One of the most moving services I have ever attended took place on Ash Wednesday 2009, in Westminster Abbey. I was an ordinand, in training for ministry, and was on placement at the Abbey. As the choir sang the achingly beautiful setting of Psalm 51 “Miserere mei, Deus” (Have mercy on me, God) by Allegri, complete with perfectly piercing top C from the chorister given the solo that year, we all went forward.
The Dean said the solemn words, “Remember you are dust, and to dust you will return,” as he marked my forehead with the sign of the cross, using ashes from the previous year’s palm crosses.
It was a new experience to me, as the imposition of ashes hadn’t been part of the tradition I’d known up to then. I confess I was overwhelmed - by the depth of my human sinfulness, the depth of God’s mercy, and the depth of the love of Christ in going to the cross for the sin of the world, including mine.
Far from being frightening, or leading me to despair, those words, “Remember you are dust, and to dust, you will return,” seemed in that moment to be strangely comforting. They reminded me of words from Psalm 39, where the Psalmist says to God, “Show me, Lord, my life’s end and the number of my days; let me know how fleeting my life is.” We, humans, are frail and fragile creatures of the creator – a truth we don’t always recognise or accept. To dwell on that truth during Lent, holding it together with the equal and opposite truth that we are, as the title of a book says, “Beloved Dust” seems to me a good spiritual discipline for these 40 days.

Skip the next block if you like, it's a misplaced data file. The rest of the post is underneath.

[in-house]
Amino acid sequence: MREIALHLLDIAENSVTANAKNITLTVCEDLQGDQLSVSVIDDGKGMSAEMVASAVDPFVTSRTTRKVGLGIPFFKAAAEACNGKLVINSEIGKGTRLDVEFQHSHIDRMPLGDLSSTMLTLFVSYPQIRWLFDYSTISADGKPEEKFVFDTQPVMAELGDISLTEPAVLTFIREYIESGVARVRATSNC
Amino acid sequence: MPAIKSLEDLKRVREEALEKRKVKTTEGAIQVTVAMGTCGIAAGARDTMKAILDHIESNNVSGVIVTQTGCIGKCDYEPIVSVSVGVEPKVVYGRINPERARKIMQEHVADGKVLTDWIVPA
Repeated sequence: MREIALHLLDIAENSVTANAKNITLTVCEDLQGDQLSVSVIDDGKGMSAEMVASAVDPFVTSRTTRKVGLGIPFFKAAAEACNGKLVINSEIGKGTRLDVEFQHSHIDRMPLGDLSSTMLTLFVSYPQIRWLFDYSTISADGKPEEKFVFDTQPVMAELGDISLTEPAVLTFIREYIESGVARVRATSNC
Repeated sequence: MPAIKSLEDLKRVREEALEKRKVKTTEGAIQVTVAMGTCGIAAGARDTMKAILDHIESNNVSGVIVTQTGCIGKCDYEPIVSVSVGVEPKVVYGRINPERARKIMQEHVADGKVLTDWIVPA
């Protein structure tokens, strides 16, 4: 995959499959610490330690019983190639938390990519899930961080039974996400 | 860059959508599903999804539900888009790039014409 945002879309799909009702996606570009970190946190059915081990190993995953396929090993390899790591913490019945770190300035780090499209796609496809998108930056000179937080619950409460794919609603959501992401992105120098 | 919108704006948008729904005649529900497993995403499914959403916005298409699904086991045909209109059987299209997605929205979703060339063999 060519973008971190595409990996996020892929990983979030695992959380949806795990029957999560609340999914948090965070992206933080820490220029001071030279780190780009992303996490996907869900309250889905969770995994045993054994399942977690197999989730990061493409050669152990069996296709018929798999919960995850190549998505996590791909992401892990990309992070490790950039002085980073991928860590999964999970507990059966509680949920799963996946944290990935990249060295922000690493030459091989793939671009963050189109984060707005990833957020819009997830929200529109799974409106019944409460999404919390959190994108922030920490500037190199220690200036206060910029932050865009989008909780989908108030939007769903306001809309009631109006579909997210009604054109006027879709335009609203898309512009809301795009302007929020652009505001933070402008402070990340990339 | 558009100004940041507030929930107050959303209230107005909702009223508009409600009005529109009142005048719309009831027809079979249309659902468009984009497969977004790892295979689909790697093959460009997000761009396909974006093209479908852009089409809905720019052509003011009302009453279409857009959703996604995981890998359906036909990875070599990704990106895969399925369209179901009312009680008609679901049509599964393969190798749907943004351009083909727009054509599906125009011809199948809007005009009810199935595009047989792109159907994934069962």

For by the grace of God in Christ, we are both fragile and strong, mortal and immortal. We are dust, and to dust, we will return, yes. But that’s not the end of the story, for from dust we shall rise, clothed with life and immortality, to live with God eternally.
As we move through Lent together, I invite you to take time to meditate on these paradoxical truths: that we are creatures, limited, finite, and weak, and that we are held in the hands of an unlimited, infinite, and strong God; that our time in this life is brief, and that our time with God in the world to come is eternal; that we are as humans deeply flawed, and we are deeply loved – and that in the cross with which we are marked in baptism, and may be marked on Ash Wednesday, all of that comes together.